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One way to get a US visa: Be really, really good at Starcraft

Tim Fernholz
By Tim Fernholz

Senior reporter

The above video shows  a quarter-final match of the Intel-sponsored 2013 Extreme Masters Starcraft II World Championships between top players “viOlet” and “First” (skip to 1 hour, 3 minutes in for some compelling battle footage).While viOlet—real name, Kim Dong-hwan—loses the match, he has earned $95,000 in prizes in the last three years of competition in the space warfare video game. And now the South Korean has earned something more valuable: A visa to enter the United States awarded in the category for “internationally recognized athletes.”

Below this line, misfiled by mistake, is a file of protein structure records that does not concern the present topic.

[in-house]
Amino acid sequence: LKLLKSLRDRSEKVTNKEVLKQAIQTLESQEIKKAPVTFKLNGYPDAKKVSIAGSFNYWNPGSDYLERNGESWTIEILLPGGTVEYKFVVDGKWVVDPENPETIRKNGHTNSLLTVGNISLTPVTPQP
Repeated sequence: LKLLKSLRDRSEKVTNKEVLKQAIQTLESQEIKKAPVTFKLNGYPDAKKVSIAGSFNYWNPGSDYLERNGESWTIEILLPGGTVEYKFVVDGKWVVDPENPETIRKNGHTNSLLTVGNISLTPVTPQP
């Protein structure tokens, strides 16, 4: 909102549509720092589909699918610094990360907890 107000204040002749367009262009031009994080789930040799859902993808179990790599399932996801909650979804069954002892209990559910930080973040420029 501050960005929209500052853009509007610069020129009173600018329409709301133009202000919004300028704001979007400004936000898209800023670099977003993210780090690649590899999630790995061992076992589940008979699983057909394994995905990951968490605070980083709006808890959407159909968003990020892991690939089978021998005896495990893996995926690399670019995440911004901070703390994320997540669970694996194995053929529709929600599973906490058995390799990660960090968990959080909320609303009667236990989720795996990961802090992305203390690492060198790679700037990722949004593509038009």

Kim is the second videogamer to be awarded such a visa; the first was given to a Canadian citizen earlier this year, and more are apparently in process, according to Blizzard Entertainment, the maker of the Starcraft games.

The US willingness to reward talented international athletes with entry to the country has helped make its baseball and basketball leagues the envy of the world, and immigration experts say it is easier to get a world-class athlete into the US legally than a brilliant computer scientist. That kind of imbalance is just one reason to mourn the apparent death—or, if you’re optimistic, suspended animation—of plans to reform US immigration law at the hands of political gridlock and cultural fears.

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